By definition, a coolant is simply a liquid that's circulated to cool down systems that both generate a lot of heat, and need to remain relatively cool to function properly. Usually, all you need is a liquid that can soak up a lot of heat and get circulated elsewhere, so it can be cooled back down; it's usually not particularly cold when it enters the system. It all depends on the process: Things like superconductors will need liquid helium coolant close to absolute zero, while certain nuclear reactors need to use molten metal (sodium to be exact) due to their absurd heat and high resistance.
Fiction, however, has taken the idea that coolant is for cooling things to its natural conclusion, and thus the bigger, more complex devices need substances far below the freezing point to stay functional. Any breaches in a coolant pipe will instantly flash-freeze anything in the vicinity, turning the whole section fragile, and purposefully venting the coolant acts like an Emergency Weapon that hits like a tidal wave of liquid nitrogen and quickly turns everyone present into easily-shattered statues.
This is particularly common in Science Fiction, where it could be excused as future engines, vessels, and other machinery running so hot it needs icy Phlebotinum to stay functional in the first place, but it's by no means absent from other settings, even otherwise realistic ones (which don't always have the aforementioned superconductor excuse).
A Sub-Trope of Kill It with Ice. Contrast Convection, Schmonvection, for when people can approach hot substances like lava up close without getting cooked (unless they touch it directly). For more intentional, energy-based chillers, see Freeze Ray.
- Pacific Rim: Gypsy Danger's solution to being grappled by a particularly hardy Kaiju is to vent its coolant on it, freezing its whole tail, shattering it, and softening the creature up for more attacks.
- Sunshine: The ship's mainframe panel needs this kind of coolant at all times, as the ship warns; Mace gets freeze-burns just dipping his hand in retrieving a dropped spanner. Things get much worse when he needs to repair the panel, and thus has to outright dive into the stuff to work.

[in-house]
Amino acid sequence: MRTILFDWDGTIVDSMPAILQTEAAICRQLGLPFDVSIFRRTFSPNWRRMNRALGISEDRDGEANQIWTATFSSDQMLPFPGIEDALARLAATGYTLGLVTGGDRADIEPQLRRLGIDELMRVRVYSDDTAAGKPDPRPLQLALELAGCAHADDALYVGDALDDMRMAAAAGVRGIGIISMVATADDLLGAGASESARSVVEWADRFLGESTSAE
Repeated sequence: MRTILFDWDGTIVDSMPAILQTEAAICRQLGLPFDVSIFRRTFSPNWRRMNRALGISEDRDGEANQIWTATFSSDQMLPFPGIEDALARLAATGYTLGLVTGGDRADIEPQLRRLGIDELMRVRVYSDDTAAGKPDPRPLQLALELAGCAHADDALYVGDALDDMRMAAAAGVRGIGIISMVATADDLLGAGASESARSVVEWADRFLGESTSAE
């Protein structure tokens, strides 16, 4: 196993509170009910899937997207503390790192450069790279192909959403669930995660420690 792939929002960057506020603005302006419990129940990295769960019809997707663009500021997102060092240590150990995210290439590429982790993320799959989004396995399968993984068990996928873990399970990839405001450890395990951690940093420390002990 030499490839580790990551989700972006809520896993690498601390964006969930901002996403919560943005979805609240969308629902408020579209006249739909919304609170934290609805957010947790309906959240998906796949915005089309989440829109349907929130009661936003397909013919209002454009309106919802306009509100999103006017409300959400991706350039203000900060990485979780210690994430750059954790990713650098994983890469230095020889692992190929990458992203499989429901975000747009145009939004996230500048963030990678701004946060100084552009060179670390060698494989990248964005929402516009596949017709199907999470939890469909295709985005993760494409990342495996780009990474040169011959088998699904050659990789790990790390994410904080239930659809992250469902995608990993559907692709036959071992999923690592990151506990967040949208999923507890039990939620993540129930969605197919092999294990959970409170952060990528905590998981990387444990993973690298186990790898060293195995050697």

- Bats: The plan to get rid of the titular bats is to use an industrial refrigeration unit to disperse coolant above and into their cave while they sleep, so they go into hibernation and eventually freeze to death.
- Demolition Man: John Spartan and Simon Phoenix duke it out in the cryo-prison at the climax. During the fight, a vial of coolant for the chambers shatters, flash freezing the area. Spartan is able to jump free in time; Phoenix isn't so lucky, and Spartan delivers the coup de grace by kicking Phoenix's frozen head off his shoulders.
- James Bond:
- In GoldenEye, Boris survives the destruction of the Goldeneye base in Cuba. But just as he stands up and declares "Yes! I AM INVINCIBLE!", the liquid nitrogen coolant tanks rupture, dousing him in liquid nitrogen and flash-freezing him into a statue.
- The Man with the Golden Gun: The technician monitoring Scaramanga's solar power facility falls into the vat of liquid helium that cools the machinery, freezing him to death.
- The Devil's Messenger: In "The Girl in the Glacier", Dr. Seastrom knocks Dr. Olsen to the floor and possibly kills him during an argument in the cold room. He then makes sure the doctor's dead by opening a pipe and dousing Olsen in the freezing solution they are using to keep the titular Human Popsicle frozen.
- Men in Black 3: In the Final Battle, K blasts a tube delivering coolant to a rocket, causing his opponent Boris the Animal's arm to freeze solid. K then shatters the arm with a blast from his laser gun.
- In the gamebook Rebel Planet, if you mishandle the final task of destroying the Arcadian's computer, its liquid helium coolant floods out over the floor freezing your feet solid, you then snap them off at the ankles when you try to move.